Too many questions…not enough answers
With the Supreme Court’s decision to uphold the Affordable Health Care Act, the doors have been opened upon too many questions that don’t have answers. While the Court defined the “penalty” as a tax which was something the Democrats and the President vehemently denied when the Act was passed, the Court did nothing to answer the thousands of unanswered questions about the Act itself. Of course, it is not their job to do so. Those questions should have been looked at and answered before the initial passage of the Act. Of course, that would mean that those who voted for it would have actually had to have read it.
The Act leads to many questions, the first of many being Who is going to pay for the healthcare? While every American should have access to healthcare, there is not an unending pot of money to pull from to fund those who do not pay their own way. How much of a tax will be imposed on those who do not opt in to the government plan? How much tax will be imposed to cover the shortfall in costs? What of those with private insurance? It is our belief that the costs will continue to rise as they have since President Obama came into the White House.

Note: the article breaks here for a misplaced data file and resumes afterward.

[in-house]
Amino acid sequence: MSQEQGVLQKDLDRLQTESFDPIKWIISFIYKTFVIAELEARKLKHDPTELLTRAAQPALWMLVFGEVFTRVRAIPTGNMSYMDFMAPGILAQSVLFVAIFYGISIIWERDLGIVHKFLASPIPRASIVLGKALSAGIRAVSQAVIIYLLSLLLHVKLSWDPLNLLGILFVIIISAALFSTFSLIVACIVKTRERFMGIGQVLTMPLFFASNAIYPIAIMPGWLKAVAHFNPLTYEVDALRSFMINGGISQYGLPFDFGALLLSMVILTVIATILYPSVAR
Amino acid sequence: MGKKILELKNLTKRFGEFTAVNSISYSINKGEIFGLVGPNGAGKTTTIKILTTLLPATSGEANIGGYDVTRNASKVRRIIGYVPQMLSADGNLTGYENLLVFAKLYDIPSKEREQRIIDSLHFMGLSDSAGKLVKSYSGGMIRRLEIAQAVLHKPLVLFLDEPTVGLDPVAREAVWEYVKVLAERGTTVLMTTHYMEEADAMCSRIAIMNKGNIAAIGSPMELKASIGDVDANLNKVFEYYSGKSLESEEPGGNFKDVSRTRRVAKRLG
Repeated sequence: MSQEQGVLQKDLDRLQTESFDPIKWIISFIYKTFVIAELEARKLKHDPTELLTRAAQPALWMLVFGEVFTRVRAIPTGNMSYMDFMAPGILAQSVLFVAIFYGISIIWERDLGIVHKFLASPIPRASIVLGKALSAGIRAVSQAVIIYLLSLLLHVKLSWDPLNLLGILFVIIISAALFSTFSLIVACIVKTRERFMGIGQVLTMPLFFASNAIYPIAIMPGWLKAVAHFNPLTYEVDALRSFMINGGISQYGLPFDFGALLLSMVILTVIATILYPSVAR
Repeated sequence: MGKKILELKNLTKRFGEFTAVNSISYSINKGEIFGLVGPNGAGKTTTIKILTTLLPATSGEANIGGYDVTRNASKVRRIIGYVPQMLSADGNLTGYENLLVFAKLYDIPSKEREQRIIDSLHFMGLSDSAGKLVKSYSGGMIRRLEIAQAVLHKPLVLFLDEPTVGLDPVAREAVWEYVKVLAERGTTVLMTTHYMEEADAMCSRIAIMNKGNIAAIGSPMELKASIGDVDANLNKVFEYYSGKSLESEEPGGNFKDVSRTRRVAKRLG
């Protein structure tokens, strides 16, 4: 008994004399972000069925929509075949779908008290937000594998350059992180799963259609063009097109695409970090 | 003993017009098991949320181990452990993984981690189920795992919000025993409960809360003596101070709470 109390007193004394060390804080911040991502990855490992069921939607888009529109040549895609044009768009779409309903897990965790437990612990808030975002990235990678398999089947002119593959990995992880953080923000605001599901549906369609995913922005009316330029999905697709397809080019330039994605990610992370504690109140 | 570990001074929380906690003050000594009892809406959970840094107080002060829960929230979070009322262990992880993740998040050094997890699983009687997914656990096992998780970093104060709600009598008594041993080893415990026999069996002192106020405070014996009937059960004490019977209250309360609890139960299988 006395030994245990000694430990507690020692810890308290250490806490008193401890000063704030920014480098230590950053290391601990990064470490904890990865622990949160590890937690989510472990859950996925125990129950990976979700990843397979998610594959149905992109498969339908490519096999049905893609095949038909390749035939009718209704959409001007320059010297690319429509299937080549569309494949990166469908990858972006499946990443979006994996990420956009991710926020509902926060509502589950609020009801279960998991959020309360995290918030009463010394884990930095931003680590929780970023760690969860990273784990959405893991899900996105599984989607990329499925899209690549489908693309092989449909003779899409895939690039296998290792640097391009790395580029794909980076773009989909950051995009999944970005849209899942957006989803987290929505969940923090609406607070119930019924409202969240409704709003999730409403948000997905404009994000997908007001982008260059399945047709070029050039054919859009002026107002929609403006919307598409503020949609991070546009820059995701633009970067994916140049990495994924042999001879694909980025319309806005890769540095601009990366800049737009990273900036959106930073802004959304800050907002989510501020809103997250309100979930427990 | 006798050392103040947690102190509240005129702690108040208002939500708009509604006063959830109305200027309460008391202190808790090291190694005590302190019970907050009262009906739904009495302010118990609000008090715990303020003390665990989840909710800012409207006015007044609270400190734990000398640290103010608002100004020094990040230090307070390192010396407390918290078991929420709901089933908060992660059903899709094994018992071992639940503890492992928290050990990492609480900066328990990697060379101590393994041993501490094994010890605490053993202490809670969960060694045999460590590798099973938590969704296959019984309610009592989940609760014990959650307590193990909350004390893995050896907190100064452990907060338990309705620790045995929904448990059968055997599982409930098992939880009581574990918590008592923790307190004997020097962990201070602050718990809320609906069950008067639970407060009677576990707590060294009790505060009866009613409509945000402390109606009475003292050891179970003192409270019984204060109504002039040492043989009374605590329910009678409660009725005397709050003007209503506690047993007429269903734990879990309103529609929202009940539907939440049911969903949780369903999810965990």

From what we have been able to determine so far (and we admit that we have not read the entire Act either) there are no methods of capping such things as malpractice costs and high settlements for lawsuits that raise the malpractice insurance prices. Where will the doctors and nurses come from to provide medical care to the millions more patients in the market? Their costs will continue to rise simply to practice medicine thereby potentially limiting the number of practitioners.
Who determines what healthcare is allowable? Many in the medical profession have been heard to say that a government bureaucrat will make the call on what treatment will be approved. What medical knowledge will these individuals have? What tests will be required to allow treatment to be given?
Will those with private insurance through their employer be able to drop that and pick up the government plan? What of employers who simply drop coverage because it’s cheaper to pay the fine (oops…tax) than to pay for healthcare coverage?
While the idea and the motivation may be heartfelt and positive, obviously those who constructed the plan and who are enforcing it have not thought through all of the things that are in it. The cause of the problem (high costs of private insurance due to medical malpractice and uncapped court settlements) should be addressed rather than simply adding a high priced band-aid to the wound. Piling billions more dollars of debt onto the American public is not the answer. We would encourage a repeals of the Act and a joint effort to address the real problems.